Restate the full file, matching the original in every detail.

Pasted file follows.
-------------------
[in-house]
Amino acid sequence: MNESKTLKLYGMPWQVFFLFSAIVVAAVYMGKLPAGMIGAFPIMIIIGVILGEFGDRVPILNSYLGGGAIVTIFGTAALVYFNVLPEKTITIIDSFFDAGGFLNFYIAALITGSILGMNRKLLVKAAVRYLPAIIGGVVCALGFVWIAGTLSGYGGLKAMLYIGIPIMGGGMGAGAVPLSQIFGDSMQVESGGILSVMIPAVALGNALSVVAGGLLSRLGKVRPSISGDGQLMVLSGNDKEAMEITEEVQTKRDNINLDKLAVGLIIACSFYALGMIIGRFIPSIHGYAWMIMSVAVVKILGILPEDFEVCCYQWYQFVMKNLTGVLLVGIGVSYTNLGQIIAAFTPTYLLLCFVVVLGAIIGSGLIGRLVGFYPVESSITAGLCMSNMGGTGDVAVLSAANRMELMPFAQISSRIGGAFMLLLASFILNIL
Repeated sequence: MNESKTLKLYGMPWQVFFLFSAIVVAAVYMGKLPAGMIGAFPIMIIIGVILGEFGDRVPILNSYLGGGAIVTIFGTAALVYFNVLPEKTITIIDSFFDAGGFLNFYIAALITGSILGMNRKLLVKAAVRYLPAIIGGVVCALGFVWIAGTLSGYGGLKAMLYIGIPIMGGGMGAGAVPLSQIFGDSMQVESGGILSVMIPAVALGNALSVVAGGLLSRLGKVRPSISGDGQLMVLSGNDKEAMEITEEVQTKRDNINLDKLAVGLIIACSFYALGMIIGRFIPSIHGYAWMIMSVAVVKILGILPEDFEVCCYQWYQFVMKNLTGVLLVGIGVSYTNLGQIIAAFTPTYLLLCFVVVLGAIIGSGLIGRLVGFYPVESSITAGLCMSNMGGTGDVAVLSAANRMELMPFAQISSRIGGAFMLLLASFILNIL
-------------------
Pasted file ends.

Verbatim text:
[in-house]
Amino acid sequence: MNESKTLKLYGMPWQVFFLFSAIVVAAVYMGKLPAGMIGAFPIMIIIGVILGEFGDRVPILNSYLGGGAIVTIFGTAALVYFNVLPEKTITIIDSFFDAGGFLNFYIAALITGSILGMNRKLLVKAAVRYLPAIIGGVVCALGFVWIAGTLSGYGGLKAMLYIGIPIMGGGMGAGAVPLSQIFGDSMQVESGGILSVMIPAVALGNALSVVAGGLLSRLGKVRPSISGDGQLMVLSGNDKEAMEITEEVQTKRDNINLDKLAVGLIIACSFYALGMIIGRFIPSIHGYAWMIMSVAVVKILGILPEDFEVCCYQWYQFVMKNLTGVLLVGIGVSYTNLGQIIAAFTPTYLLLCFVVVLGAIIGSGLIGRLVGFYPVESSITAGLCMSNMGGTGDVAVLSAANRMELMPFAQISSRIGGAFMLLLASFILNIL
Repeated sequence: MNESKTLKLYGMPWQVFFLFSAIVVAAVYMGKLPAGMIGAFPIMIIIGVILGEFGDRVPILNSYLGGGAIVTIFGTAALVYFNVLPEKTITIIDSFFDAGGFLNFYIAALITGSILGMNRKLLVKAAVRYLPAIIGGVVCALGFVWIAGTLSGYGGLKAMLYIGIPIMGGGMGAGAVPLSQIFGDSMQVESGGILSVMIPAVALGNALSVVAGGLLSRLGKVRPSISGDGQLMVLSGNDKEAMEITEEVQTKRDNINLDKLAVGLIIACSFYALGMIIGRFIPSIHGYAWMIMSVAVVKILGILPEDFEVCCYQWYQFVMKNLTGVLLVGIGVSYTNLGQIIAAFTPTYLLLCFVVVLGAIIGSGLIGRLVGFYPVESSITAGLCMSNMGGTGDVAVLSAANRMELMPFAQISSRIGGAFMLLLASFILNIL